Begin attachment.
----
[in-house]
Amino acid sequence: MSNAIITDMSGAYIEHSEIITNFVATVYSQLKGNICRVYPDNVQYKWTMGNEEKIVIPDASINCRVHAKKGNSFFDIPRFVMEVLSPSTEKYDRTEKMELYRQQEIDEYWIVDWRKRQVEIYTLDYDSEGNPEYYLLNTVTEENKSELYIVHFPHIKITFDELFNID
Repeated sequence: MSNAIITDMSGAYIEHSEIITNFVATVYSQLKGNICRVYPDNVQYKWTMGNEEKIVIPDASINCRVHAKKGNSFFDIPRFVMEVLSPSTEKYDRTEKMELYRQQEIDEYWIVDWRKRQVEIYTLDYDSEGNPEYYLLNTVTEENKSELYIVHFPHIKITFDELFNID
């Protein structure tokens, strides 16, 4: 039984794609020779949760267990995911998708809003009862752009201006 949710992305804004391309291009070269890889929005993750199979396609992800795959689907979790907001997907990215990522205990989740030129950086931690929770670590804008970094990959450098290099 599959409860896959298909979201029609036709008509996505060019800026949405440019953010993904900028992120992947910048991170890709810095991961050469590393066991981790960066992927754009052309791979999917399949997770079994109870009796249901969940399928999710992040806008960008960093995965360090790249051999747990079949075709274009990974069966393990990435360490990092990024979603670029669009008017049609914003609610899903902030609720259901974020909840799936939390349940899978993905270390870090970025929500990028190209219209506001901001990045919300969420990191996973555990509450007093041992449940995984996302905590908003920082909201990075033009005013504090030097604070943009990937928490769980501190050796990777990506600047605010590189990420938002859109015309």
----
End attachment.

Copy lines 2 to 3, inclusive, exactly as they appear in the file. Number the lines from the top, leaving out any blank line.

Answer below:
Amino acid sequence: MSNAIITDMSGAYIEHSEIITNFVATVYSQLKGNICRVYPDNVQYKWTMGNEEKIVIPDASINCRVHAKKGNSFFDIPRFVMEVLSPSTEKYDRTEKMELYRQQEIDEYWIVDWRKRQVEIYTLDYDSEGNPEYYLLNTVTEENKSELYIVHFPHIKITFDELFNID
Repeated sequence: MSNAIITDMSGAYIEHSEIITNFVATVYSQLKGNICRVYPDNVQYKWTMGNEEKIVIPDASINCRVHAKKGNSFFDIPRFVMEVLSPSTEKYDRTEKMELYRQQEIDEYWIVDWRKRQVEIYTLDYDSEGNPEYYLLNTVTEENKSELYIVHFPHIKITFDELFNID